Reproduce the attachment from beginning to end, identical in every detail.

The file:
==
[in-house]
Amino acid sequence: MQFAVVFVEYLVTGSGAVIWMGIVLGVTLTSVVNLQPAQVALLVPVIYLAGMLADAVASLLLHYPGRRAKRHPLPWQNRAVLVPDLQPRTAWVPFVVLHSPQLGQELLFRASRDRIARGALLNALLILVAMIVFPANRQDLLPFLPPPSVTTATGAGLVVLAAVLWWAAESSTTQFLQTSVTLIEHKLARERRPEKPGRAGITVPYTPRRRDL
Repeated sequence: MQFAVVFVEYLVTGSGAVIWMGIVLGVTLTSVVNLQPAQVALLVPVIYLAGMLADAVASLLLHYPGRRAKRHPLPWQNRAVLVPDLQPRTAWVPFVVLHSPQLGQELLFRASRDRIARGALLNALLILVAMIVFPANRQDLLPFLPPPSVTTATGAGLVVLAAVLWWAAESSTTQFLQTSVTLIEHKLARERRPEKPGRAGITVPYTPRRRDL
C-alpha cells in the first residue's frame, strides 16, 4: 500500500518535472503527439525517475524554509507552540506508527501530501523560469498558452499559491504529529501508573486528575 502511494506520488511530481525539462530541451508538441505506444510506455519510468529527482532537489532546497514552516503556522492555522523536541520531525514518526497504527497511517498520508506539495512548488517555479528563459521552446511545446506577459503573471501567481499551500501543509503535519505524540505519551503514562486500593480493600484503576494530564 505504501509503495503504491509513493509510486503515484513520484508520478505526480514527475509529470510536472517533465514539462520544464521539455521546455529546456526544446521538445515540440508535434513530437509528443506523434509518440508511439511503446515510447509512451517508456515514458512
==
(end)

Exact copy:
[in-house]
Amino acid sequence: MQFAVVFVEYLVTGSGAVIWMGIVLGVTLTSVVNLQPAQVALLVPVIYLAGMLADAVASLLLHYPGRRAKRHPLPWQNRAVLVPDLQPRTAWVPFVVLHSPQLGQELLFRASRDRIARGALLNALLILVAMIVFPANRQDLLPFLPPPSVTTATGAGLVVLAAVLWWAAESSTTQFLQTSVTLIEHKLARERRPEKPGRAGITVPYTPRRRDL
Repeated sequence: MQFAVVFVEYLVTGSGAVIWMGIVLGVTLTSVVNLQPAQVALLVPVIYLAGMLADAVASLLLHYPGRRAKRHPLPWQNRAVLVPDLQPRTAWVPFVVLHSPQLGQELLFRASRDRIARGALLNALLILVAMIVFPANRQDLLPFLPPPSVTTATGAGLVVLAAVLWWAAESSTTQFLQTSVTLIEHKLARERRPEKPGRAGITVPYTPRRRDL
C-alpha cells in the first residue's frame, strides 16, 4: 500500500518535472503527439525517475524554509507552540506508527501530501523560469498558452499559491504529529501508573486528575 502511494506520488511530481525539462530541451508538441505506444510506455519510468529527482532537489532546497514552516503556522492555522523536541520531525514518526497504527497511517498520508506539495512548488517555479528563459521552446511545446506577459503573471501567481499551500501543509503535519505524540505519551503514562486500593480493600484503576494530564 505504501509503495503504491509513493509510486503515484513520484508520478505526480514527475509529470510536472517533465514539462520544464521539455521546455529546456526544446521538445515540440508535434513530437509528443506523434509518440508511439511503446515510447509512451517508456515514458512